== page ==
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Rather, “Noah” tries to be a lot of other things. It’s an inquiry into the nature of good and evil, and the difficulty of maintaining a moral footing in troubled times. It’s an action movie starring fallen angels, who conveniently take rock monster form. It’s a warning about resource depletion and climate change — and the suffering that environmental disaster can cause. At its most explicit, the movie takes a crack at the old question of what it truly means to be human. In trying to do all of these things, however, it winds up doing none of them well.
At the beginning of the movie we are told that the descendants of Cain — the man who killed his brother Abel before going to live “in the land of Nod, on the East of Eden” — built an advanced industrial society, dependent on a glowing mineral called tzohar. Once the tzohar was depleted, society collapsed. Though humans had been helped once by a group of fallen angels called the Watchers, they had since turned against their protectors, provoking the Watchers’ enmity in turn.
None of this, of course, exists in the Bible, and the freewheeling embroidery has earned the suspicion of Christian groups as well as a disclaimer from Paramount, stating that the movie was only “inspired by” the biblical story.
In fact, Aronofsky and his fellow screenwriter, Ari Handel, aren’t as far afield as some might think. Though Jewish sources tend to downplay the mystical implications of the text, with most medieval commentators following the Midrash in explaining that the “Sons of the Elohim” were powerful people, not angels, other documents provide a more colorful picture. The Watchers, in particular, can be traced to 1 Enoch, an apocryphal text dating to about the 2nd century B.C.E., whose only complete copy survives in the Ethiopian language of Ge’ez.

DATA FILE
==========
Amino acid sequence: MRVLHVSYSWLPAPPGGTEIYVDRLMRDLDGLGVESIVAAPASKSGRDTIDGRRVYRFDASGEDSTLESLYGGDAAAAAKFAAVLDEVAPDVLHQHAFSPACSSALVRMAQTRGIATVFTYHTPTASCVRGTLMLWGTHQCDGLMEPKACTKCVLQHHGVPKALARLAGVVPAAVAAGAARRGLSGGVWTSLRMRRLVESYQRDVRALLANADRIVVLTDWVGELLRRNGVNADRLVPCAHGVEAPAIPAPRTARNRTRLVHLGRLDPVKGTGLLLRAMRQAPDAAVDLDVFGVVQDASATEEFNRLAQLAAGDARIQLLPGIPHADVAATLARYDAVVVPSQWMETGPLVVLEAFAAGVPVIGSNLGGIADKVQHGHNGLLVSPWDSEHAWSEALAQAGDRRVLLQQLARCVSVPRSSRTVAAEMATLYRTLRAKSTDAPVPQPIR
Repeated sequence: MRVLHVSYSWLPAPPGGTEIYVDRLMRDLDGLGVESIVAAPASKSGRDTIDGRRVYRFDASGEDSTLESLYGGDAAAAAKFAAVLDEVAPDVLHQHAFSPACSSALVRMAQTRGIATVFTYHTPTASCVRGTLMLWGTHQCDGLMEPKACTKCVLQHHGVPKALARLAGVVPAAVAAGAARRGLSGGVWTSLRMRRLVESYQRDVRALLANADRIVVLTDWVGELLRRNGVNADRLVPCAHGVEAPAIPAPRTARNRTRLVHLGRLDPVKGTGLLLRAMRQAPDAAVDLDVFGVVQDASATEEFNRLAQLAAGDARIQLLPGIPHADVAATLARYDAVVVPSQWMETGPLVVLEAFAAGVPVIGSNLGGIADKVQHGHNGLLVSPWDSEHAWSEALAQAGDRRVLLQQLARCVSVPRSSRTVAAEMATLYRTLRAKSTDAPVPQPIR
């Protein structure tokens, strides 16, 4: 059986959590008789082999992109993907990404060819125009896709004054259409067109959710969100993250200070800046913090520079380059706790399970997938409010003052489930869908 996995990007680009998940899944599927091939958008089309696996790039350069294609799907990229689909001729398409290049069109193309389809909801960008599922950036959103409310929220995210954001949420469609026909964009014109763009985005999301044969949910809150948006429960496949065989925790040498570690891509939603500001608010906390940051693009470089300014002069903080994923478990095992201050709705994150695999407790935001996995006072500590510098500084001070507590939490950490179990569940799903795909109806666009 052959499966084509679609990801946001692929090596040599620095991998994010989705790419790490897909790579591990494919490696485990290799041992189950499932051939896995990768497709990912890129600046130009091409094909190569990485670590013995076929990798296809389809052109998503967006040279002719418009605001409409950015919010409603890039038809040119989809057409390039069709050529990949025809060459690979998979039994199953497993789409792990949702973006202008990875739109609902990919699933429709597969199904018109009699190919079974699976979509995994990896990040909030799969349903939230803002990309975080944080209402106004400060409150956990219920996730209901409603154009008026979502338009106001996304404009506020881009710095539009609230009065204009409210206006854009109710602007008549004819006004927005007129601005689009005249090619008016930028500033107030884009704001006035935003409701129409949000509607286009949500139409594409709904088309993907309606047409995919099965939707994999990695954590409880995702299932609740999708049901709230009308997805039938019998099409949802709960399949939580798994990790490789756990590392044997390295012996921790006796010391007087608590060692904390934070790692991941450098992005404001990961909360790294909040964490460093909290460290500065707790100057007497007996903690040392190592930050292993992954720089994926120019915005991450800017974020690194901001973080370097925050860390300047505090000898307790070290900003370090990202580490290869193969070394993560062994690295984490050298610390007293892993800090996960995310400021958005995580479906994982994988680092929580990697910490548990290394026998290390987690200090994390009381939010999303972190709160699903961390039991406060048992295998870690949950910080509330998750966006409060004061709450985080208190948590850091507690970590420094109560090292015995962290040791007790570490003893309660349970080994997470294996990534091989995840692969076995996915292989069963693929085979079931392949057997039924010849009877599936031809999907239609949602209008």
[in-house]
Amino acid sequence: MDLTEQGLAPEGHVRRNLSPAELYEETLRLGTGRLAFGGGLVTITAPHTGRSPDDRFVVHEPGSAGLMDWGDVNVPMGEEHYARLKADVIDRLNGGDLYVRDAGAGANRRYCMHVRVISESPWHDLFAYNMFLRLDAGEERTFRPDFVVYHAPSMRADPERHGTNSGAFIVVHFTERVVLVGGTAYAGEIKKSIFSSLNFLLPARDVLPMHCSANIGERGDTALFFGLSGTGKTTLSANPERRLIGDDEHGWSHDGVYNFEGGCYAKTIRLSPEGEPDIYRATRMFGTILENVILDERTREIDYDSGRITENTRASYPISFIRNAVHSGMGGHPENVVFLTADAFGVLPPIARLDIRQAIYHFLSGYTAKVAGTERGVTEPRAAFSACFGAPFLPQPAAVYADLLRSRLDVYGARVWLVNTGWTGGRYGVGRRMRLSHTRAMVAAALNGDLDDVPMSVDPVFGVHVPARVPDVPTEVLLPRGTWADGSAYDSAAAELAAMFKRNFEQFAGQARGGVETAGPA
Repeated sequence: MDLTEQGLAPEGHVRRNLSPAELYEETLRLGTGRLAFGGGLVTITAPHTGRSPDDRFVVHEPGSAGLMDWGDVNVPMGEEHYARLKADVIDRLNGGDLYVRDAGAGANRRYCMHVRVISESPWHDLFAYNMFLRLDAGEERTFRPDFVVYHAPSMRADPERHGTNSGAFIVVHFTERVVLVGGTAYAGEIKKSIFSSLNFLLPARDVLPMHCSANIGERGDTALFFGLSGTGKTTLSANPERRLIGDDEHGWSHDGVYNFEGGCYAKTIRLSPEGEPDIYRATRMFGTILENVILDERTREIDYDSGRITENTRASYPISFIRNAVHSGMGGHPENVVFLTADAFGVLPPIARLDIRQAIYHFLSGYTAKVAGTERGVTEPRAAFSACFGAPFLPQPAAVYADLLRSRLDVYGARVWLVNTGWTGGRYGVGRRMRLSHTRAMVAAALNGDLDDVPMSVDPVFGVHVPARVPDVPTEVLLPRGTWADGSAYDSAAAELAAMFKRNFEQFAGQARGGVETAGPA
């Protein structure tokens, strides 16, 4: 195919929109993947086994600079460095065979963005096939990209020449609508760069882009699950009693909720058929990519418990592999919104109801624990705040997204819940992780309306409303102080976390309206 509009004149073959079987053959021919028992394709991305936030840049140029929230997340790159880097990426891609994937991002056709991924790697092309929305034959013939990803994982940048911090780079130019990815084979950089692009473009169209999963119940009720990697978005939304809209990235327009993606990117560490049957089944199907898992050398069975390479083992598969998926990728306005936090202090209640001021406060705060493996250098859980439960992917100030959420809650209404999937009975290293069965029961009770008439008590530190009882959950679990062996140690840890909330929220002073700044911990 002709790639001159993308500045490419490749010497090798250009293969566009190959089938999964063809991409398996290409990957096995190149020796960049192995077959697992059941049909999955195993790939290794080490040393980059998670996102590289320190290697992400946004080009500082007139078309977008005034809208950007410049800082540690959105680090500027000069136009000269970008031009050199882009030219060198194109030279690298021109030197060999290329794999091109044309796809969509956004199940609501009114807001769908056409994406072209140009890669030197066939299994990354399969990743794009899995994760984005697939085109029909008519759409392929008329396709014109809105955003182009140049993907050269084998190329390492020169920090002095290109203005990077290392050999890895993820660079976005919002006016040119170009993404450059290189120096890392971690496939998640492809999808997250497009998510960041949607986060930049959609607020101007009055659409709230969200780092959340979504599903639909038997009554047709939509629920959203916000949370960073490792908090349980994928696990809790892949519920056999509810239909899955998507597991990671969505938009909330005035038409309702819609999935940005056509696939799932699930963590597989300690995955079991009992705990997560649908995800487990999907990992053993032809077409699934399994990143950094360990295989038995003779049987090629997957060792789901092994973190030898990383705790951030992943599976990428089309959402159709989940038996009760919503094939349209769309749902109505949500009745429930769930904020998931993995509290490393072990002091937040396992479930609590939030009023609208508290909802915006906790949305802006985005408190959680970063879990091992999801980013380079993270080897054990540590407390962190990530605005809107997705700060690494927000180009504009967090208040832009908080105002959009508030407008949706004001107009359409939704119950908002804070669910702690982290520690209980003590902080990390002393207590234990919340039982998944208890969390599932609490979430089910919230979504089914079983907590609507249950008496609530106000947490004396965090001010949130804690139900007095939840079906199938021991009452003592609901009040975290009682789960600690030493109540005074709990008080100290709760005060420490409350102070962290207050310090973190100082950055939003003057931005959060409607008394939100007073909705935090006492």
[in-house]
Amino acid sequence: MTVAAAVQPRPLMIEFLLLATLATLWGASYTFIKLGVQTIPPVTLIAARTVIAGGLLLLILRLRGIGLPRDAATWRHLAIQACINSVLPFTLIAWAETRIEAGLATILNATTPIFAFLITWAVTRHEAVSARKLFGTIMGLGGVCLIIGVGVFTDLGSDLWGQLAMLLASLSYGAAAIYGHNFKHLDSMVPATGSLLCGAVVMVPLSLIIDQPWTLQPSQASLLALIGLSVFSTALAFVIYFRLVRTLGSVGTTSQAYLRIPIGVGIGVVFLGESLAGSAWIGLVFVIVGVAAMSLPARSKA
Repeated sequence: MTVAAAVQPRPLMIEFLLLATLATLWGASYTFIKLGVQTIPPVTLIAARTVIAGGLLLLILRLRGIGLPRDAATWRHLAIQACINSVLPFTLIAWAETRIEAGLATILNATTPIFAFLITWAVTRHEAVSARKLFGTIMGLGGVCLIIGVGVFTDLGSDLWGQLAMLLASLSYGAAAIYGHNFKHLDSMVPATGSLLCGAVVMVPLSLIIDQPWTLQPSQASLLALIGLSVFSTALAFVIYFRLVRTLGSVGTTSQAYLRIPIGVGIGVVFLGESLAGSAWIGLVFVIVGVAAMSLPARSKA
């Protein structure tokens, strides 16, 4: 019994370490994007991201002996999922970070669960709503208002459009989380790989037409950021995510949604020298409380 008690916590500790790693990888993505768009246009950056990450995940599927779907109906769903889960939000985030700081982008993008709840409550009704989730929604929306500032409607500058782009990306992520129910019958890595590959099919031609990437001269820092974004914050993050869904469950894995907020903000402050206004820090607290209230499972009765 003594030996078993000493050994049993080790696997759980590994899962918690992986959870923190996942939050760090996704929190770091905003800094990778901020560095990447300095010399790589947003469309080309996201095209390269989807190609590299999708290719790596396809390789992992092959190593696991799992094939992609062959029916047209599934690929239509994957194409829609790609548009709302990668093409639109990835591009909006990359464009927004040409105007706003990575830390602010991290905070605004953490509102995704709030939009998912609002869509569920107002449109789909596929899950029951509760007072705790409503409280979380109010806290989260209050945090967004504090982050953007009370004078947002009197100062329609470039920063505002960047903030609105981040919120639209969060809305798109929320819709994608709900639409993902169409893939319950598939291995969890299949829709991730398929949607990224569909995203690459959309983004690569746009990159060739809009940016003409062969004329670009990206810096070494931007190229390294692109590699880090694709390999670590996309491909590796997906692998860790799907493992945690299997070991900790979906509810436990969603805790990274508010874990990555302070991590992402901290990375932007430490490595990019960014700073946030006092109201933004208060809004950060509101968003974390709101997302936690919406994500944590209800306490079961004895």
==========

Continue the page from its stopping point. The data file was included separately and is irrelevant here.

“Noah” doesn’t follow that book exactly either — in Enoch the fallen angels are far more malicious than the movie’s stone-encrusted Watchers, and Enoch describes Noah himself as a kind of magical albino, not the gray bearded patriarch embodied by Crowe. But the problem with “Noah” isn’t its departure from scriptural sources — it’s that it doesn’t go far enough.
Indeed, for anyone looking to adapt the skeletal narrative of Bible, or even the hallucinatory story of Enoch, the first order of business might be to imagine what a degenerate human society would look like, 10 generations after creation. In “Many Waters,” for example, a Christian-inflected telling of the story by Madeleine L’Engle, Noah and his family are good-hearted desert-dwellers whose oasis community slips into anarchy when its less upstanding members undermine the social contract through theft and violence.
Aronofsky, in contrast, never tries to show what normal human life might have been like in antediluvian times. Rather than struggle against a corrupt society, Noah lives in isolation with his wife, Naameh (Jennifer Connelly), his sons Shem, Ham and Jafeth (Douglas Booth, Logan Lerman and Leo McHugh Carroll), and a girl named Ila (Emma Watson) whom he rescued and adopted when she was a child. Occasionally they pay a visit to Noah’s grandfather, Methuselah (Anthony Hopkins), who lives in the middle of a mountain like one of Tolkien’s dwarves.